This invention relates to a fascia for a motor vehicle. In particular, this invention relates to a fascia having reduced wall thickness.

BACKGROUND OF THE INVENTION

Fascia for motor vehicles typically require superior impact characteristics. More particularly, these parts must be engineered to be sufficiently flexible and ductile so as to flex and return to their original shape without cracking in the event of predetermined front or rear vehicle impact. Thus, vehicle fascia typically must have a sufficiently high modulus, and must be sufficiently ductile to withstand standard impact tests.

Fascia are generally molded from a polyolefin material which is subsequently painted to match the other “Class A” finish exterior metal body components. It is easy to damage the pre-painted molded polyolefin parts during handling in the production facilities. This is particularly true during the frequent handling, which typically occurs between the molding operation and the paint ovens. The surface damage may not be noticed until the parts are painted with the typical high gloss exterior coatings. It is not possible to recycle the molded parts back into the molding process once they have been painted, and significant value is lost with each scrap part.

In the automotive industry, there is a continuing desire to reduce the amount of material used to manufacture vehicle body parts. In particular, it is desirable to provide parts that are of lesser weight, but of the same or better structural integrity. Reducing vehicle weight increases gas mileage and also helps meet environmental requirements. Moreover, reducing the amount of material used reduces material, energy, and other costs associated with part production.

With respect to motor vehicle fascia, it is desirable to provide a part having high impact resistant characteristics. For these applications, the dimensional stability is of lesser importance. Thus. for example, fascia can be more flexible (lower modulus) and have a higher coefficient of expansion than other body parts, such as outer door panels which are bounded on more than one side by other vehicle parts. In order to maintain the impact resistance, fascia are typically devoid of any substantial reinforcement. Because the fascia is not reinforced to any significant extent, they must be made thicker to provide the requisite dimensional stability. As the thickness of the fascia increases, more material costs are incurred. and the weight of the part is also increased. Heretofore, the thinnest fascia having sufficient dimensional stability so as to be commercially acceptable has had an average wall thickness of about 2.4 mm.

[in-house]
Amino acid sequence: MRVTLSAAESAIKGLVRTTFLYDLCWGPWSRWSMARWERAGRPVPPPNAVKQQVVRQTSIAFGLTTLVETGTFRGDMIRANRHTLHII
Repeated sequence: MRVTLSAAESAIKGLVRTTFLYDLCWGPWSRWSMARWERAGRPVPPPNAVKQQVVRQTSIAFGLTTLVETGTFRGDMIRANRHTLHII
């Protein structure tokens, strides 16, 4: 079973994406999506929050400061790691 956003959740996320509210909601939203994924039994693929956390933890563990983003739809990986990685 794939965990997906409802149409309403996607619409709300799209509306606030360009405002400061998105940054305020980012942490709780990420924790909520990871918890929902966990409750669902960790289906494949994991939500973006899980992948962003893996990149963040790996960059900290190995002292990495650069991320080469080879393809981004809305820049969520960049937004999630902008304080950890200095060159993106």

SUMMARY OF THE INVENTION

The disadvantages of the prior art may be overcome by providing a fascia for an automobile comprising a structure extending horizontally and vertically across an entire front end or rear end of the automobile, the structure having an average wall thickness of less than about 2.2 mm. The structure is formed from at least one polyolefin material and reinforcement particles dispersed within the at least one polyolefin material. The reinforcement particles comprise less than 15% of a total volume of the structure. At least 40% of the reinforcement particles have a thickness of less than about 50 nanometers. A decorative coating layer having a least one coloring agent is disposed on the rigid structure.

In a more preferred embodiment, at least 50% of the reinforcement particles have a thickness of less than about 20 nanometers. It is also preferred for at least 90% of the reinforcement particles have a thickness of less than about 10 nanometers. It is also preferred for at least 99% of the reinforcement particles have a thickness of less than about 30 nanometers.

BRIEF DESCRIPTION OF THE INVENTION

FIG. 1 is a front perspective view of a front end fascia for a motor vehicle having reduced wall thickness in accordance with the present invention;

FIG. 2 is a cross sectional view taken across the line 22 in FIG. 1.

DETAILED DESCRIPTION OF THE PREFERRED EMBODIMENTS